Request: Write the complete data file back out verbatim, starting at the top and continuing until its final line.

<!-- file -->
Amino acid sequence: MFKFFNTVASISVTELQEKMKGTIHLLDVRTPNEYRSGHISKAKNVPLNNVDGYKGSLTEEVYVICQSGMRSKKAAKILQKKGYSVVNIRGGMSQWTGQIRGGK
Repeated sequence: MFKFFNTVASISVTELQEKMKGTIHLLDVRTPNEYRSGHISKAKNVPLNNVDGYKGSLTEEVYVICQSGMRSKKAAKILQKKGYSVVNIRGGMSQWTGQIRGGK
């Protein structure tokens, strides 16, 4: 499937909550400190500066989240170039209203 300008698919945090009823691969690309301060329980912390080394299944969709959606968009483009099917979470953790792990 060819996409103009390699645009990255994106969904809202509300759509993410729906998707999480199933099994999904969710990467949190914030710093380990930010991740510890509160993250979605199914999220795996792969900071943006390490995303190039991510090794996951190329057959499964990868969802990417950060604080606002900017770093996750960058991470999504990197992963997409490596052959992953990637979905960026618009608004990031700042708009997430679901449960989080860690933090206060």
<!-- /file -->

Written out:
Amino acid sequence: MFKFFNTVASISVTELQEKMKGTIHLLDVRTPNEYRSGHISKAKNVPLNNVDGYKGSLTEEVYVICQSGMRSKKAAKILQKKGYSVVNIRGGMSQWTGQIRGGK
Repeated sequence: MFKFFNTVASISVTELQEKMKGTIHLLDVRTPNEYRSGHISKAKNVPLNNVDGYKGSLTEEVYVICQSGMRSKKAAKILQKKGYSVVNIRGGMSQWTGQIRGGK
């Protein structure tokens, strides 16, 4: 499937909550400190500066989240170039209203 300008698919945090009823691969690309301060329980912390080394299944969709959606968009483009099917979470953790792990 060819996409103009390699645009990255994106969904809202509300759509993410729906998707999480199933099994999904969710990467949190914030710093380990930010991740510890509160993250979605199914999220795996792969900071943006390490995303190039991510090794996951190329057959499964990868969802990417950060604080606002900017770093996750960058991470999504990197992963997409490596052959992953990637979905960026618009608004990031700042708009997430679901449960989080860690933090206060």